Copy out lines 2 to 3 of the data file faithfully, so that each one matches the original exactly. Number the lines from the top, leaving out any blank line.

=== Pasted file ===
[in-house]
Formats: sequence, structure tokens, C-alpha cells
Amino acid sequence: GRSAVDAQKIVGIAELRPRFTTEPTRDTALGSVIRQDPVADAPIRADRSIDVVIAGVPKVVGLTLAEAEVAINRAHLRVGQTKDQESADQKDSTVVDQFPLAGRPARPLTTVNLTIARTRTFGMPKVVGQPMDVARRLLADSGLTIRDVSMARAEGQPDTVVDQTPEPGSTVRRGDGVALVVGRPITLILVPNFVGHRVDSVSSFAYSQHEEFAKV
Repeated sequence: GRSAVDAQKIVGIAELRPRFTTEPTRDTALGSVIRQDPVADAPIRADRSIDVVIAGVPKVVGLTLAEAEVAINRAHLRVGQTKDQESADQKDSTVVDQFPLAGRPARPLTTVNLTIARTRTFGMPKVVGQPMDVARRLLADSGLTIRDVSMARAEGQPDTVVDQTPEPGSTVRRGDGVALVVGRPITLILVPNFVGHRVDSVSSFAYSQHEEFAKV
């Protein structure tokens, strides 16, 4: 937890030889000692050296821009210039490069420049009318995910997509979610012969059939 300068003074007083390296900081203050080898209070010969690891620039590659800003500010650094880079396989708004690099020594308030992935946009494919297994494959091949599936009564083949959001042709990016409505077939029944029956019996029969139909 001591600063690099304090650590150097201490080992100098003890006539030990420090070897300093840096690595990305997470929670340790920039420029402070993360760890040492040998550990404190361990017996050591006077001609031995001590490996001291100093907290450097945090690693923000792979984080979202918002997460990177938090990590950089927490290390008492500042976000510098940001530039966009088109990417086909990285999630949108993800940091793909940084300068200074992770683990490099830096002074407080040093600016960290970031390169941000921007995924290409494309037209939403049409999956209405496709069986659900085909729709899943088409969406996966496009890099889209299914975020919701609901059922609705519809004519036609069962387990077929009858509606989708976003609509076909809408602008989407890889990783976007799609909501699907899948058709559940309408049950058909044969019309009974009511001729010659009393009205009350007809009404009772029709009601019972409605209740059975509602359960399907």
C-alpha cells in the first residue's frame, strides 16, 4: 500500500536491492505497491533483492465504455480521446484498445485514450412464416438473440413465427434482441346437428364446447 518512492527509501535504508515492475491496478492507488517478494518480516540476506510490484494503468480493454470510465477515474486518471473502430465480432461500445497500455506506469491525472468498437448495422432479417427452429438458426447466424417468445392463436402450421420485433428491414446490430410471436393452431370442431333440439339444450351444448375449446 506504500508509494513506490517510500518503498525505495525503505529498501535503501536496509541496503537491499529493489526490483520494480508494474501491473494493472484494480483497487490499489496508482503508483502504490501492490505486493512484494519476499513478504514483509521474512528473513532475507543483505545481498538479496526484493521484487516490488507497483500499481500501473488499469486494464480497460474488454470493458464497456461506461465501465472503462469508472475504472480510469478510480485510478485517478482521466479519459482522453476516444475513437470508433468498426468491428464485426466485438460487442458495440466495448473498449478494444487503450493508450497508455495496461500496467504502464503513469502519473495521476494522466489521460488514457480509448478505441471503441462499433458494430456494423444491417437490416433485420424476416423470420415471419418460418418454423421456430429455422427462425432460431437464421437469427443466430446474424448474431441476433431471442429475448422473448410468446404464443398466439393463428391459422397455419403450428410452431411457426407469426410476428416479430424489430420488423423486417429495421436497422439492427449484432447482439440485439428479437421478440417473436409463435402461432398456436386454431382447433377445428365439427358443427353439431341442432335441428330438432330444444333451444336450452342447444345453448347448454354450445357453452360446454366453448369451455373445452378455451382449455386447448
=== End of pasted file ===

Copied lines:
Formats: sequence, structure tokens, C-alpha cells
Amino acid sequence: GRSAVDAQKIVGIAELRPRFTTEPTRDTALGSVIRQDPVADAPIRADRSIDVVIAGVPKVVGLTLAEAEVAINRAHLRVGQTKDQESADQKDSTVVDQFPLAGRPARPLTTVNLTIARTRTFGMPKVVGQPMDVARRLLADSGLTIRDVSMARAEGQPDTVVDQTPEPGSTVRRGDGVALVVGRPITLILVPNFVGHRVDSVSSFAYSQHEEFAKV